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Bank CEOs pressed to stop working with gun makers

JP Morgan CEO James Dimon(L) and others are sworn in before they testify before the House Financial Services Committee
JPMorgan CEO Jamie Dimon and other bank CEOs sworn in ahead of House Financial Services Committee hearing. Photo: Mandel Ngan/AFP via Getty Images

Members of the House Financial Services Committee asked CEOs of the biggest financial institutions — JPMorgan, Goldman Sachs, State Street, Citigroup, Bank of America, Morgan Stanley and BNY Mellon — about their relationships with the gun industry during a hearing on Wednesday, among other social and consumer-driven issues.

Details: In response to a question from Rep. Carolyn Maloney (D-N.Y.) about whether JPMorgan would "adopt a formal policy" for its relationships with gun manufacturers, CEO Jamie Dimon defended the bank's current policy but said the company would "consider" adopting a responsible lending plan. In the wake of several mass shootings, Citigroup and Bank of America last year re-evaluated their business dealings with makers and sellers of firearms.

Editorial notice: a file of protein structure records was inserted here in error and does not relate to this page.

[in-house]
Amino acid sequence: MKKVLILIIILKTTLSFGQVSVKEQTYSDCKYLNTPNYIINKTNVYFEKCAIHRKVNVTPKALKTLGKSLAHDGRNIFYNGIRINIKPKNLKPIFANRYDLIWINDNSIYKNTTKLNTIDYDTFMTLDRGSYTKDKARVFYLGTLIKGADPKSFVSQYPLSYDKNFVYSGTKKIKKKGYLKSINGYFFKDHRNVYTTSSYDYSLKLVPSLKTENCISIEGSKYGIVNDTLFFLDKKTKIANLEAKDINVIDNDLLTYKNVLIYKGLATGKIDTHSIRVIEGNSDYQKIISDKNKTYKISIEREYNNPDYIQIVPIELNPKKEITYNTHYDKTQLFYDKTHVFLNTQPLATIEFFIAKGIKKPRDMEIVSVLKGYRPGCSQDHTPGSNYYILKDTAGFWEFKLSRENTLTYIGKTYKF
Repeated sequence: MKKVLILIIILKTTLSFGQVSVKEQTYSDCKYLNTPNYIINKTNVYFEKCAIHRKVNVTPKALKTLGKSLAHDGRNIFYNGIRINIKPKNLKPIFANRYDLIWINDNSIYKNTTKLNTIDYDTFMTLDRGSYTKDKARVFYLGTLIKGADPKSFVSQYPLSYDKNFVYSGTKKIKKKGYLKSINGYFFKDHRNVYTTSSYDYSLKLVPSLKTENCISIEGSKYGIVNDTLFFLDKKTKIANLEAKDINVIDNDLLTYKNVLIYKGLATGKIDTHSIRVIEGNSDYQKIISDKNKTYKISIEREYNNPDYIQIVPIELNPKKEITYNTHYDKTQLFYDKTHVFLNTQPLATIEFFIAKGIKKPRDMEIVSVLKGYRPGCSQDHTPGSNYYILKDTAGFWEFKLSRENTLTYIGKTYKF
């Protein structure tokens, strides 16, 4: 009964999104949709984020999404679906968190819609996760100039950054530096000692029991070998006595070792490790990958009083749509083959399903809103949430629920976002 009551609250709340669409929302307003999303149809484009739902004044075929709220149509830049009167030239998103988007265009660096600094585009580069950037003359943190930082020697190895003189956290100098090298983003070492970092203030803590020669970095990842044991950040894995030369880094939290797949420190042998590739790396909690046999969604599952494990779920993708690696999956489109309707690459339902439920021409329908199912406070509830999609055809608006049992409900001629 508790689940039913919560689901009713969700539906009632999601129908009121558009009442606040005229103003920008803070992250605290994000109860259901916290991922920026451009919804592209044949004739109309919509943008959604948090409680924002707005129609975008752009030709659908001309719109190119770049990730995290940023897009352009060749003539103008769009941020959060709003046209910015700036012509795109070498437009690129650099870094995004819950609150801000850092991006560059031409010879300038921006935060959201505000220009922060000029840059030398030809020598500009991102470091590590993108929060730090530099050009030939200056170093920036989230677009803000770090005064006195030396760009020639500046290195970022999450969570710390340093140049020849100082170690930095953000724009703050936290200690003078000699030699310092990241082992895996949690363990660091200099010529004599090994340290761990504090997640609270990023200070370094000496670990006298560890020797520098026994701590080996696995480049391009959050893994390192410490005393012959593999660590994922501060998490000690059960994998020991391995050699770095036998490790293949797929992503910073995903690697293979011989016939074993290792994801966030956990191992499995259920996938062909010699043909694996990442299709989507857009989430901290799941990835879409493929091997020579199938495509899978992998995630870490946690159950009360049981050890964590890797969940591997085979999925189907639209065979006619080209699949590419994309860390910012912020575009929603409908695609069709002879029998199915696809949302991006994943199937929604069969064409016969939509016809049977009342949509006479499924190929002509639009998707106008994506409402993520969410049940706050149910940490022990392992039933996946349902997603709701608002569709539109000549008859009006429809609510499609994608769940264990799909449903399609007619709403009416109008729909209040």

Questions from lawmakers largely focused on social issues, including CEO pay, diversity, overdraft fee policies and forced arbitration.

A notable exchange on pay: Rep. Nydia Velazquez (D-N.Y.) asked Citigroup CEO Michael Corbat how he would feel if he were the average Citi employee, who makes $49,766 versus his $24.2 million — a 486:1 ratio — per Bloomberg.

  • Corbat responded: "I would be hopeful that there's opportunity to continue to advance within the firm."

On diversity: None of the CEOs raised their hand to say they thought their likely successor would be a woman or person of color when asked by Rep. Al Green (D-Texas) to do so.

  • All except 2 — Dimon and Morgan Stanley CEO James Gorman — raised their hands to say it could happen within the next decade.

When asked about Brexit, not one of the CEOs said Brexit was a "systemic risk," but called it a challenge for the economy.